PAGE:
Unlike many other forms of lower back pain in pregnancy, a previous high level of fitness does not necessarily prevent posterior pelvic pain while pregnant.
Labour Pain During Pregnancy
It is important to note that labour pain is a different type of pain. It is similar to an intense menstrual cramp and has the following characteristics:
- The pain is persistent.
- It increases in intensity and frequency over a short period of time.
- It is not affected by your level of activity (while back pain associated with pregnancy is often activity-induced).
Written By: Stephen Montgomery, MD and Linda Sawyer, PT (12/03/2009)
Stretches May Help Ease Pain and Tension During Pregnancy
Along with correct posture and specific body mechanics for routine activities, stretches can also assist in reducing back pain discomfort.
Here are a couple of examples:
On all fours align wrists under the shoulders and knees under the hips or slightly wider if needed for comfort. Take a deep breath, and with the exhale breath pull baby upward with your abdominals as you round your back and press firmly into your arms and hands. Slowly release the rounded back position and allow the baby weight to pull your lower back as far down as comfortable. Repeat 5 to 10 times, being careful to avoid holding your breath.
Hamstrings and Hip Flexors
To stretch hamstrings, place one foot on the seat of a chair (while holding on to something for balance), keeping your spine straight. Bend from the waist toward the toes, until you feel a stretch in the back of your leg. To stretch your hip flexors, kneel on one knee with other foot flat on the ground in front of you (don’t let your knee travel over the toes). With your back flat, lean forward, keeping your body in line. You should feel the stretch in the front of your kneeling leg. Try raising your arms above your head for a fuller stretch. Try to stretch gently (and daily) for best results.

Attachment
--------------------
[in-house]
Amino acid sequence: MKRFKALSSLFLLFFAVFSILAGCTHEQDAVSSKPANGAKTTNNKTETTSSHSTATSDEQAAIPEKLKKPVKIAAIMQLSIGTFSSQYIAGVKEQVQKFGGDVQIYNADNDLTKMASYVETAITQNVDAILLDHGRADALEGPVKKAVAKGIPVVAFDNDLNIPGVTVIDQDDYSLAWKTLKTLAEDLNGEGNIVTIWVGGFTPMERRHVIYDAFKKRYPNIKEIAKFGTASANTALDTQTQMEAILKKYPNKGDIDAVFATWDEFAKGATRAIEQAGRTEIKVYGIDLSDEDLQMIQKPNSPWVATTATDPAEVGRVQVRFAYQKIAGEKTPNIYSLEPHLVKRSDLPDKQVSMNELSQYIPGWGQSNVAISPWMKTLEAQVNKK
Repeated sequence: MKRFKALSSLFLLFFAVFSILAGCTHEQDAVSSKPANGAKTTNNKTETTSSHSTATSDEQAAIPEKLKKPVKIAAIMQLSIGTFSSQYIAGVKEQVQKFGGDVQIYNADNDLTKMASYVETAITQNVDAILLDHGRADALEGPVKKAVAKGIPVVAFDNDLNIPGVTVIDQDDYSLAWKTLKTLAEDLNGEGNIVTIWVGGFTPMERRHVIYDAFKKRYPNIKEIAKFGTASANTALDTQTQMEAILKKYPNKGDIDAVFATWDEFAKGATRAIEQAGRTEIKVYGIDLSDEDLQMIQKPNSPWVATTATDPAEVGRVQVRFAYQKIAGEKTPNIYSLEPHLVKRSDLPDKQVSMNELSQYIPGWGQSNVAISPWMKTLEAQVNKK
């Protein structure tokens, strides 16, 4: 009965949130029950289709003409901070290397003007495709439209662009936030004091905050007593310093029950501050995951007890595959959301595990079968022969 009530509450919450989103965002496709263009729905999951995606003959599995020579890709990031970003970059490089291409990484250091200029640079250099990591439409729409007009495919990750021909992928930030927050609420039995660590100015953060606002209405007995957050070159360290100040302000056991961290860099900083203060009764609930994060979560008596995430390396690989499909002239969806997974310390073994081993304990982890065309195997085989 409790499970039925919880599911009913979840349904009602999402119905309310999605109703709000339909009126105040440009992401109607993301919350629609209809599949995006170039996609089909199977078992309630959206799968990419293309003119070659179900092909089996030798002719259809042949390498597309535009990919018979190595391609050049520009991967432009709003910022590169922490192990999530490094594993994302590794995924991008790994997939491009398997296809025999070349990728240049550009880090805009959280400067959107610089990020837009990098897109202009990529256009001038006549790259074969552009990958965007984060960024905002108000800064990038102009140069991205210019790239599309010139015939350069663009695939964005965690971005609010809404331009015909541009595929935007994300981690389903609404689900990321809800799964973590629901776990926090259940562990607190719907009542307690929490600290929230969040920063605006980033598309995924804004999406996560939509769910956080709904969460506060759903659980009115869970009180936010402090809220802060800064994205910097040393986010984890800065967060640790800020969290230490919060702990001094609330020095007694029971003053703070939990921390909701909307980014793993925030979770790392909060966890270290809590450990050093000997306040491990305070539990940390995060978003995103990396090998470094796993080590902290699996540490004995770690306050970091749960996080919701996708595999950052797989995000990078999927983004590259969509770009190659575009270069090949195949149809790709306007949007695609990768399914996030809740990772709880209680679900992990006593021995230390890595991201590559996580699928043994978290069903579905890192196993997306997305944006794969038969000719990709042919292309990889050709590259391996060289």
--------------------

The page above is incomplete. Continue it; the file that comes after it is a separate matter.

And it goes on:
For expectant mums that sit for long periods of time, here are a few things that can help make sitting more comfortable:
- Always place a lumbar support (rolled up towel, small pillow, or even a sweater) in the small of your back as you sit.
- Use an ice pack when your back is sore. Simply wrap it in the lumbar support and ice for 15-20 minutes every hour or so.
- Use a small box or step to rest one foot as you sit in your chair.
- If possible, fit your chair to your body. Raise or lower the seat so that when sitting, your feet rest comfortably on the floor.
- Be aware of your posture as you sit. Your bottom should be as far back in the seat as possible and your back should be resting against the back of the chair. Move your chair close to your desk to avoid leaning forward too much.
- Stand up and stretch your back every half hour. Place your hands on your hips, feet shoulder width apart, and stretch backward as you look up.
- Chair Stretch: Sit in your chair with your feet as far apart as possible; lean forward dropping your arms between your legs until your feel the stretch in your lower back.